Isaac Herzog has issued a secret declaration regarding a “Gabi Ashkenazi alert.” The alert is also accompanied by an operative plan of action, i.e. extending Herzog’s tenure as Labor Party leader by 18 months, until the end of 2017.
According to Labor Party rules, elections for party chairman have to take place within 14 months of a general election, in other words, by May 2016. With an additional 18 months in office, Herzog would almost certainly still be the party’s candidate for prime minister next time, too. Why? Because during the time of Herzog’s extended tenure, there’s a very good chance of another early election being called, which would leave too little time for Labor to hold a primary for party leadership and, as there’s already an incumbent leader, why not go with him to the polls? In order to get this approved, Herzog intends – together with fellow party members and the help of a lightning move – to introduce hundreds of non-elected delegates into the Labor Party conference. It is a plan that is causing huge internal havoc within Labor. Some parts oppose it; other parts want to have a share of the additional delegates for themselves.
In response, Herzog says: “I am not there yet. I have all kinds of ideas and eventualities, include holding a quick primary. The idea you are talking about is indeed among those being raised.” When will you be there, when will you know? I asked him. “In about two weeks,” he said.
According to my sources, Herzog is totally there. Some people are convinced that he hopes to go for this lightning move, getting this initiative approved before the High Holy Days (the chance of this happening is slim). It’s a time of year when many Israelis are out of the country, the establishment is drowsy, and there is fertile ground for political intrigues.
One of Herzog’s partners in the evolving process is Histadrut labor federation chairman Avi Nissenkorn.
According to the plan, among the 500 delegates to be added to the conference, some will be Herzog’s people, others will be Nissenkorn’s.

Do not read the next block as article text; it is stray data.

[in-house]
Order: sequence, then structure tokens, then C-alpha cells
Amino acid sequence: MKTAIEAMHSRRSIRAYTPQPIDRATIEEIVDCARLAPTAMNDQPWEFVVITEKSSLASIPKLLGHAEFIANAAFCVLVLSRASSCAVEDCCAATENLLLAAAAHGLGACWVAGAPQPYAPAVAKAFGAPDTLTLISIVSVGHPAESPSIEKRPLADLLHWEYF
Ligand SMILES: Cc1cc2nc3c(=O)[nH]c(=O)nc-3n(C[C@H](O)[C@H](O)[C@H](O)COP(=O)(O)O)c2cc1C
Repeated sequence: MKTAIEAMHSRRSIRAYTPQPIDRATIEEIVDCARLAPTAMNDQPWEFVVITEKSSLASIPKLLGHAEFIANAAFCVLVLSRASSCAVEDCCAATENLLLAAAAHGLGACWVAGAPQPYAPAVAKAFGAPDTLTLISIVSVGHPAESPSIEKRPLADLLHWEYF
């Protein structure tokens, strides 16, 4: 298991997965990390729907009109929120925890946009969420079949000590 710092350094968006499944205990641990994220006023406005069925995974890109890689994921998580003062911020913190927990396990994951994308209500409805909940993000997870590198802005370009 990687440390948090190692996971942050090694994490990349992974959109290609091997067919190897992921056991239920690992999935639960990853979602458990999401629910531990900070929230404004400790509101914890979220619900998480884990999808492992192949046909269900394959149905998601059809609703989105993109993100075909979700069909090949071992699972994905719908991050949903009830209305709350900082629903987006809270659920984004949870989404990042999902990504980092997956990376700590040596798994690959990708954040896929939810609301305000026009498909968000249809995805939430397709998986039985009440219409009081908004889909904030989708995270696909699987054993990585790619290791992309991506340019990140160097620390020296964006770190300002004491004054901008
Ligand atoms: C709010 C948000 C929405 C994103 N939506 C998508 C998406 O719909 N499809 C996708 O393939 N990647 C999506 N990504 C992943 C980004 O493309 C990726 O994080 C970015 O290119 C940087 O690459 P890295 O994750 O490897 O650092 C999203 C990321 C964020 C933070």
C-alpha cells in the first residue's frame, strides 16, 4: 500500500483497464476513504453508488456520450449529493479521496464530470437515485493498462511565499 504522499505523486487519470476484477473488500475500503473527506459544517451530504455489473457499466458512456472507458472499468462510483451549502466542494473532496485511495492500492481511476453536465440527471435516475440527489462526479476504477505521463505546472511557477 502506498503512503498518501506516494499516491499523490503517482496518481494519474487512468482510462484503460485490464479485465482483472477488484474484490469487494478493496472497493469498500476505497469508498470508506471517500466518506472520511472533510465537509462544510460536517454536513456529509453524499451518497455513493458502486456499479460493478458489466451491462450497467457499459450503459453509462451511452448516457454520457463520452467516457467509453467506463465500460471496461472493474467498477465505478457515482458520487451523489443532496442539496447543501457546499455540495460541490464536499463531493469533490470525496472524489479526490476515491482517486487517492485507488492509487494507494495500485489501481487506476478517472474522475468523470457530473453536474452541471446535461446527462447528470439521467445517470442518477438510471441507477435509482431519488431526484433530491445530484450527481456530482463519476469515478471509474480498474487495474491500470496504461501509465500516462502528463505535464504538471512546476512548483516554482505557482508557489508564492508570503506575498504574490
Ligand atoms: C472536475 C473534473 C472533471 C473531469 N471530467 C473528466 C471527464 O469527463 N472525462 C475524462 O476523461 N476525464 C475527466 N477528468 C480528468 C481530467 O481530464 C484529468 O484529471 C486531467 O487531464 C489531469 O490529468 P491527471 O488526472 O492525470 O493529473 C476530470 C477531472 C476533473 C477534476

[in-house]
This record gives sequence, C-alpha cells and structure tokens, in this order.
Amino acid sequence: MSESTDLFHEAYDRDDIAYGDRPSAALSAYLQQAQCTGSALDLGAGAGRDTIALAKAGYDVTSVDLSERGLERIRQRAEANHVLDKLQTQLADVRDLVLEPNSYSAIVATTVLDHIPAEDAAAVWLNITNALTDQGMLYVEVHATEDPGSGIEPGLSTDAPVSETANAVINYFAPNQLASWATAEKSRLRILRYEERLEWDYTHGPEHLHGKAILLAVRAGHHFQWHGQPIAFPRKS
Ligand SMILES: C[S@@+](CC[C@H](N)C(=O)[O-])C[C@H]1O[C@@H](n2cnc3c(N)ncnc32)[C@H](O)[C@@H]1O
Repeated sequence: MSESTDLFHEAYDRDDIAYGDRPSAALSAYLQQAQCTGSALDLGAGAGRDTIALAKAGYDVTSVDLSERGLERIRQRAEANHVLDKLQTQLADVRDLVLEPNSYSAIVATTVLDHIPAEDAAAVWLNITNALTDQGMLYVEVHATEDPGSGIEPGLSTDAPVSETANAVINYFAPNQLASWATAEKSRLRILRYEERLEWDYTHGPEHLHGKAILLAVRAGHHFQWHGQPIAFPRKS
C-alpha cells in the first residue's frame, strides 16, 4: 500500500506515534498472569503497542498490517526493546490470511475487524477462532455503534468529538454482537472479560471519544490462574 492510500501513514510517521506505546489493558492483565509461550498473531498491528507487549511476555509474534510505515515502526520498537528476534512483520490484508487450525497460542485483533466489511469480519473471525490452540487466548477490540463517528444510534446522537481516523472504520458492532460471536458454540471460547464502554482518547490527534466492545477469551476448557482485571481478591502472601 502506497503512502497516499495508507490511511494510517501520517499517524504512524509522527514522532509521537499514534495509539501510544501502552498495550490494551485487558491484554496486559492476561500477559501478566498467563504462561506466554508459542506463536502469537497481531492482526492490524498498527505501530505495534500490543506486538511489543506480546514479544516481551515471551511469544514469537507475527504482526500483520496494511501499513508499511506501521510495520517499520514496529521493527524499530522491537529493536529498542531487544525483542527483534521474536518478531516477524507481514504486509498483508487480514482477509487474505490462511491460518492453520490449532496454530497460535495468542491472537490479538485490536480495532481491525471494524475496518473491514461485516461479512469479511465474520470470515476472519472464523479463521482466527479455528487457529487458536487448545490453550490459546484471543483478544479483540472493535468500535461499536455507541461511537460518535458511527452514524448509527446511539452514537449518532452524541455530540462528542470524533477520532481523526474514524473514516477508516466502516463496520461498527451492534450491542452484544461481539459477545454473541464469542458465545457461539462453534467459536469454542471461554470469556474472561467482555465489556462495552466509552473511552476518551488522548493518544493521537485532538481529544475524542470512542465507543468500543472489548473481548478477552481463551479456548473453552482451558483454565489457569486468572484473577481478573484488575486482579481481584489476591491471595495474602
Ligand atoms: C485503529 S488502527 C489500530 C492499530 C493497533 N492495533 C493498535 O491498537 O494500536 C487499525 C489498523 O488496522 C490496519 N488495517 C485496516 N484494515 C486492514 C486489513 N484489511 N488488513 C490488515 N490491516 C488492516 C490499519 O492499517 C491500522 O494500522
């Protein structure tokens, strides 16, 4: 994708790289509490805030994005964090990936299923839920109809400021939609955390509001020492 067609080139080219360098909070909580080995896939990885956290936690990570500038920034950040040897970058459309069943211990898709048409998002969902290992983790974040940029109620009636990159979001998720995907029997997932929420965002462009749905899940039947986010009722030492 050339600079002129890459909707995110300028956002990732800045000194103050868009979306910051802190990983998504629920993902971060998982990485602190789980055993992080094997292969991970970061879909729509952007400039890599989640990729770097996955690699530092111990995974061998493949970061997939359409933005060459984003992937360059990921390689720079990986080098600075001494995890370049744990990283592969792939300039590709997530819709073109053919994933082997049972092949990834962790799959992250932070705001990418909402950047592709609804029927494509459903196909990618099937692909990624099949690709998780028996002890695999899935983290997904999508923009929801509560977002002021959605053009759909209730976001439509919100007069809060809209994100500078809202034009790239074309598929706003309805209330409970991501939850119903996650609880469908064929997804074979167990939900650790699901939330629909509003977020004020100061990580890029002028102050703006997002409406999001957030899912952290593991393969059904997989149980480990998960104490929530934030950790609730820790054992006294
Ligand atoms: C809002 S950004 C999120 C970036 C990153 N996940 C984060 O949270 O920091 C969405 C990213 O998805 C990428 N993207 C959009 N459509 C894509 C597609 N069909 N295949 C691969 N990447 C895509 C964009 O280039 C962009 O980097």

Why is it good for Nissenkorn? Simple: the Histadrut chairman is supposed to be coming up for reelection in mid-2017. For him, it’s better if the Labor Party election comes before his election, and not vice versa.
In this scenario, all the potential Labor candidates would help Nissenkorn get reelected, so that he’d come to the rescue when the time demands with all the Histadrut’s means and infrastructure. On the other hand, if the Histadrut election takes place only after Labor has voted in a new chairman, Nissenkorn would be left looking for friends. Amir Peretz, for example, could offer his candidacy and obtain the support of significant parts of the party.
Herzog’s initial objective in these preventive measures he’s planning is Shelly Yacimovich, the original contender, the primary threat. Gabi Ashkenazi and even Benny Gantz were a vague threat. Over the last few months, Ashkenazi’s vague threat has become tangible.
Herzog found himself quite panic-stricken. He isn’t blind. He understands politics and he’s aware of the eagerness in the eyes of many people around him as they observe the negotiations between Yair Lapid and Ashkenazi. Herzog, a seasoned politician, decided to take proactive measures. In one fell swoop the aforementioned move would block Ashkenazi, Ganz, Yacimovich, Ron Huldai and even Amir Peretz, if he should decide to run for the Labor leadership (plenty of people believe he is close to this decision).
The problem with Herzog is that he doesn’t understand that procedure, constitution and additional delegates to the conference do not constitute leadership. He obtained his candidacy for prime minister last time through leadership: he beat Yacimovich, blocked Tzipi Livni, shot up in the polls and became a real alternative to Netanyahu.
Not even 1,000 new delegates and 200 conspiracies would grant him legitimate leadership in the polls, for example if he doesn’t make his move and it becomes obvious that another male or female candidate can bring more Knesset seats.